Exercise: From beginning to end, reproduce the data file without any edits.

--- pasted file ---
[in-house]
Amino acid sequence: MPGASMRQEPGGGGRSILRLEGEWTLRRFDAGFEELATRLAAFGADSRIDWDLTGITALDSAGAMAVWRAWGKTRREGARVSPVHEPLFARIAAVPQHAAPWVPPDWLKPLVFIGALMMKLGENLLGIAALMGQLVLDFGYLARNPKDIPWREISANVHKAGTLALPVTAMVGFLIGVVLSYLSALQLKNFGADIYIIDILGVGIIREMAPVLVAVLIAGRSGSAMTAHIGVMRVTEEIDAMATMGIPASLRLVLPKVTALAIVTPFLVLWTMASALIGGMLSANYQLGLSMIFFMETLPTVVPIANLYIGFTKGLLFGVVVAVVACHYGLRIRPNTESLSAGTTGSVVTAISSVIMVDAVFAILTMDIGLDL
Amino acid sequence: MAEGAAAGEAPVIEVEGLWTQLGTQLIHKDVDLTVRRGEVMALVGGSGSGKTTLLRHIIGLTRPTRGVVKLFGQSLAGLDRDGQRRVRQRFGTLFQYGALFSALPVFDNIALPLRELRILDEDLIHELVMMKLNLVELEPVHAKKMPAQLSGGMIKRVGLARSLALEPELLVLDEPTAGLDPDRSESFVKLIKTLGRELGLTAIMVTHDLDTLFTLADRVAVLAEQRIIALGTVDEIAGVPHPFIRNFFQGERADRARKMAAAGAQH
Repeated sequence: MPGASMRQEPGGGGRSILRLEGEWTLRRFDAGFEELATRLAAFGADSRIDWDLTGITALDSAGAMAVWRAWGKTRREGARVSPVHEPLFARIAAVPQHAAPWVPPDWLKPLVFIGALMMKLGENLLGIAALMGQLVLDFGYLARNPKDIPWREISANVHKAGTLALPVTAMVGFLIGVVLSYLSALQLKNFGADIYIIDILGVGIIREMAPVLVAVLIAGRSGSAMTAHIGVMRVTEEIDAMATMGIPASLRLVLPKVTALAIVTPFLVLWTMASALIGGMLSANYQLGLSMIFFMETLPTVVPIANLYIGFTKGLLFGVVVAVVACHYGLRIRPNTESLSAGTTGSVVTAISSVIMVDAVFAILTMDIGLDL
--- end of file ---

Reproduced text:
[in-house]
Amino acid sequence: MPGASMRQEPGGGGRSILRLEGEWTLRRFDAGFEELATRLAAFGADSRIDWDLTGITALDSAGAMAVWRAWGKTRREGARVSPVHEPLFARIAAVPQHAAPWVPPDWLKPLVFIGALMMKLGENLLGIAALMGQLVLDFGYLARNPKDIPWREISANVHKAGTLALPVTAMVGFLIGVVLSYLSALQLKNFGADIYIIDILGVGIIREMAPVLVAVLIAGRSGSAMTAHIGVMRVTEEIDAMATMGIPASLRLVLPKVTALAIVTPFLVLWTMASALIGGMLSANYQLGLSMIFFMETLPTVVPIANLYIGFTKGLLFGVVVAVVACHYGLRIRPNTESLSAGTTGSVVTAISSVIMVDAVFAILTMDIGLDL
Amino acid sequence: MAEGAAAGEAPVIEVEGLWTQLGTQLIHKDVDLTVRRGEVMALVGGSGSGKTTLLRHIIGLTRPTRGVVKLFGQSLAGLDRDGQRRVRQRFGTLFQYGALFSALPVFDNIALPLRELRILDEDLIHELVMMKLNLVELEPVHAKKMPAQLSGGMIKRVGLARSLALEPELLVLDEPTAGLDPDRSESFVKLIKTLGRELGLTAIMVTHDLDTLFTLADRVAVLAEQRIIALGTVDEIAGVPHPFIRNFFQGERADRARKMAAAGAQH
Repeated sequence: MPGASMRQEPGGGGRSILRLEGEWTLRRFDAGFEELATRLAAFGADSRIDWDLTGITALDSAGAMAVWRAWGKTRREGARVSPVHEPLFARIAAVPQHAAPWVPPDWLKPLVFIGALMMKLGENLLGIAALMGQLVLDFGYLARNPKDIPWREISANVHKAGTLALPVTAMVGFLIGVVLSYLSALQLKNFGADIYIIDILGVGIIREMAPVLVAVLIAGRSGSAMTAHIGVMRVTEEIDAMATMGIPASLRLVLPKVTALAIVTPFLVLWTMASALIGGMLSANYQLGLSMIFFMETLPTVVPIANLYIGFTKGLLFGVVVAVVACHYGLRIRPNTESLSAGTTGSVVTAISSVIMVDAVFAILTMDIGLDL